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'Radio Times' Letters Page, 30 January 1982

A new timeslot for 'Doctor Who' isn't popular.


Radio Times Letters Page
30 January - 5 February 1982
[Page 75]

The how and why of Doctor Who

What on earth, I ask, is happening to Doctor Who (BBC1)? I thought it a little strange at the time when a relatively well-known face was chosen to play the Doctor in the person of Peter Davison; and now the actual programme itself has been moved from the traditional Saturday teatime to a twice-weekly slot on Mondays and Tuesdays!

The success of Doctor Who in my opinion stemmed not only from the time at which it used to be shown, which had a certain appeal about it (as borne out by the ratings) but also from the character of the Doctor himself. Messrs Hartnell, Troughton, Pertwee and Baker were excellent choices at the time because they had not already been well exposed to television in other roles.

Peter Davison is already a very well known face. The result is that we think of Peter Davison as another character in another programme before we regard him as Doctor Who. This somehow detracts from the very character and feel of this once unique science fiction programme...
J. L. Adcock
Tolworth, Surrey

A basic equation
... Surely it is the first, most basic and overriding principle of broadcasting that Doctor Who = Saturday and Saturday = Doctor Who.
Michael R. G. Trueman
Neward, Nottinghamshire

'Guardian', too
If the powers that be can ignore my protest at the rescheduling of Doctor Who, they surely cannot disregard the leader in the 4 January Guardian ('Tardis lands on the wrong day'). Do they realise it also clashes with The Archers (Radio 4)?
Mary Swingler
Sutton Coldfield, W Midlands

As a 28-year-old mother who grew up with the good Doctor Who, I feel I am more than a bit qualified to pass judgment on Peter Davison's suitability ... and all I can say is: Yes, yes, yes, yes, yes!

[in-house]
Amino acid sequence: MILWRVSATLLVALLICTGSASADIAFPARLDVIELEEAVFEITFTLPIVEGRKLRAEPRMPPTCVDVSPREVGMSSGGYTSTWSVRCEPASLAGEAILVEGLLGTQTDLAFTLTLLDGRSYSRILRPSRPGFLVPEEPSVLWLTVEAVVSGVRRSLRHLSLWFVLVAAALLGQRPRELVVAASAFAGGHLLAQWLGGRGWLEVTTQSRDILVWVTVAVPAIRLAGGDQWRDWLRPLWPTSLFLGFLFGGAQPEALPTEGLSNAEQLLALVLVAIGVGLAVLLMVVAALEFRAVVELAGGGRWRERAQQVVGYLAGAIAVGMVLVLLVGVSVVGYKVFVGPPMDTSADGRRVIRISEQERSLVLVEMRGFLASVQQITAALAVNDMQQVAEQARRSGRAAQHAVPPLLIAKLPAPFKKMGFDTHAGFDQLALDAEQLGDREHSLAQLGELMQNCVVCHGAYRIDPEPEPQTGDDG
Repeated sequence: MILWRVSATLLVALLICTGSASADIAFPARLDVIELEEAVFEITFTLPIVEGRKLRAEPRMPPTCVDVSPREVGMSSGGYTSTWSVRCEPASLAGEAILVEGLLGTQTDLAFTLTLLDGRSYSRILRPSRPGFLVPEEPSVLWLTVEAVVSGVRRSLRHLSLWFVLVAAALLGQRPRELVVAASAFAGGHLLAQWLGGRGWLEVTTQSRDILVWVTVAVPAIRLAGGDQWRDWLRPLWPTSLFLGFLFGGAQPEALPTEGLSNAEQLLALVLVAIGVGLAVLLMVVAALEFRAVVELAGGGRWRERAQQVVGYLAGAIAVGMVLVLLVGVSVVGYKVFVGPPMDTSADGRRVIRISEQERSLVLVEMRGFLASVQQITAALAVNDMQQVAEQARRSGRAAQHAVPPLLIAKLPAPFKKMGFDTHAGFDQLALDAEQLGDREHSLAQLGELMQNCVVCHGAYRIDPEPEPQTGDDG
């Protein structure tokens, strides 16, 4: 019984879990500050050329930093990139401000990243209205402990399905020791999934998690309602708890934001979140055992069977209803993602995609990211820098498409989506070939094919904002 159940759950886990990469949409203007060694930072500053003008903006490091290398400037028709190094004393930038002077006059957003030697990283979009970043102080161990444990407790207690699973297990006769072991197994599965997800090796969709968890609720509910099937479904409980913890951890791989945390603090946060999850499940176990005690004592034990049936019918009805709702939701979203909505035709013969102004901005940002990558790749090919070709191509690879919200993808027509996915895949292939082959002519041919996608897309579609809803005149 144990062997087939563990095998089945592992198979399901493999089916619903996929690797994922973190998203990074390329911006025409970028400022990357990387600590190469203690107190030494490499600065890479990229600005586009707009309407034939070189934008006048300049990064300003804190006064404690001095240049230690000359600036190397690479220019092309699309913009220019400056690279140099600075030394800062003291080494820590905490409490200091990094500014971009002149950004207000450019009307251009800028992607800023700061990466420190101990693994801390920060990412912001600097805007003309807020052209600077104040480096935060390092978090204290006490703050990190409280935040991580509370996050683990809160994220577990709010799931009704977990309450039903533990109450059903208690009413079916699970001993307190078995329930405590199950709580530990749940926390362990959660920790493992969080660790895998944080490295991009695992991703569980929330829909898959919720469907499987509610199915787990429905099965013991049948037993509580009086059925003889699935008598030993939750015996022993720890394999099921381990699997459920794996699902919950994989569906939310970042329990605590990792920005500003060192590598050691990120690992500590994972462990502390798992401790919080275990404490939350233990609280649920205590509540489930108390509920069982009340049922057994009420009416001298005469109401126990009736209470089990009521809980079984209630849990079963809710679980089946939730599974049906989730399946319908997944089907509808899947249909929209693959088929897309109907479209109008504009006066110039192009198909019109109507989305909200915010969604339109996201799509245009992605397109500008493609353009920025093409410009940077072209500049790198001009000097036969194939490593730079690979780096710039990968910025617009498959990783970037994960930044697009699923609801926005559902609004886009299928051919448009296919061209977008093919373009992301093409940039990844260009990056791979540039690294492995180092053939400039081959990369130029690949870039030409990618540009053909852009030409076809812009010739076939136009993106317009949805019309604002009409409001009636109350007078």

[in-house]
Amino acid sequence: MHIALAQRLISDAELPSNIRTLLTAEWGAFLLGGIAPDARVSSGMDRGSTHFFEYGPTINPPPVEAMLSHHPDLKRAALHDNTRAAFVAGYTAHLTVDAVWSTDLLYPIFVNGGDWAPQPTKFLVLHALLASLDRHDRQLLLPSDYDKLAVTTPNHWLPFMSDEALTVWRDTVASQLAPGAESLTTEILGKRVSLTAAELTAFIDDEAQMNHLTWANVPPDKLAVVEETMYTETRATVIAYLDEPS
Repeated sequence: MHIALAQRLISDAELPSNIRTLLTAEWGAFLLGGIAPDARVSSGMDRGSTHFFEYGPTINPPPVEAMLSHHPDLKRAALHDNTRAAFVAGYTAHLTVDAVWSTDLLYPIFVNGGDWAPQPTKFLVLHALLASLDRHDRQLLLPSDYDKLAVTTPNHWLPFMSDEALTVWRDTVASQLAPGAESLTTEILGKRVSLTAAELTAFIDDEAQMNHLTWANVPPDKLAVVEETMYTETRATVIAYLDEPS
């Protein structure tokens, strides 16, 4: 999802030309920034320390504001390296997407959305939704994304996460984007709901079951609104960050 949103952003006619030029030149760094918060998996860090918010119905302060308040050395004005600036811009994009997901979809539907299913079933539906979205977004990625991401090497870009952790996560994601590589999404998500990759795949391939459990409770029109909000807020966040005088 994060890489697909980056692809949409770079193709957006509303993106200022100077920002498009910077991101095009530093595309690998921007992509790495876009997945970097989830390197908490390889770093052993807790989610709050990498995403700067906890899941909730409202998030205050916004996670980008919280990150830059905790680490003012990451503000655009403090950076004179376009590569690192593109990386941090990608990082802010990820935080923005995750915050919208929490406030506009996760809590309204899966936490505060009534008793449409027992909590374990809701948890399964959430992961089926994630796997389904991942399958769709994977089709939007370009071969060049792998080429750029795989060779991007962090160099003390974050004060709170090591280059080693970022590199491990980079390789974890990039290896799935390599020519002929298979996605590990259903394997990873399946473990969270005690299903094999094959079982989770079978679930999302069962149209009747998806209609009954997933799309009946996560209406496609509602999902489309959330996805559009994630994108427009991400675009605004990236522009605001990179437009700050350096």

(Mrs) Cynthia Segrave-Bingham
Orpington, Kent

[Cartoon: One man says to another in the Programme Planning Office, 'We're using the Tardis to put the repeats on first."

Alan Hart, Controller, BBC1, replies:

The decision to move the Doctor from his Saturday slot was not taken lightly. We thought carefully about it and decided that he needed new times; and the hope is that more people will be able to follow his adventures.

In addition, we all felt the need to give him a new lease of life. A new Doctor, a new placing, a new challenge. Time will tell whether the Tardis has landed on the right day. Certainly Mrs Segrave-Bingham thinks it has, and I'd like to bet there are many millions who agree with her. The first episode on 4 January had 10.1 million viewers.

The Doctor will be calling twice a week until the end of March; then we shall discuss carefully on which day the Tardis will land next time around.

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Document Type | Magazine

30 January 1982

Document version




As the 19th series of 'Doctor Who' continues on BBC1, viewers write to 'Radio Times' to express their dismay. It isn't the new leading man, Peter Davison, who has upset them, but the new timeslot for the series, which has moved from Saturday to weekdays.

Letters courtesy of 'The Radio Times' Magazine.

Did you know?

'Doctor Who' continued to appear in a weekday slot throughout Peter Davison's three-year stint as the Doctor. Along with other dramas such as 'District Nurse' and 'Angels', 'Doctor Who' was being used to test out various evening broadcast times in preparation for a new BBC soap opera. 'EastEnders' appeared in 1985, the same year that 'Doctor Who' returned to Saturdays with Colin Baker in the lead role.



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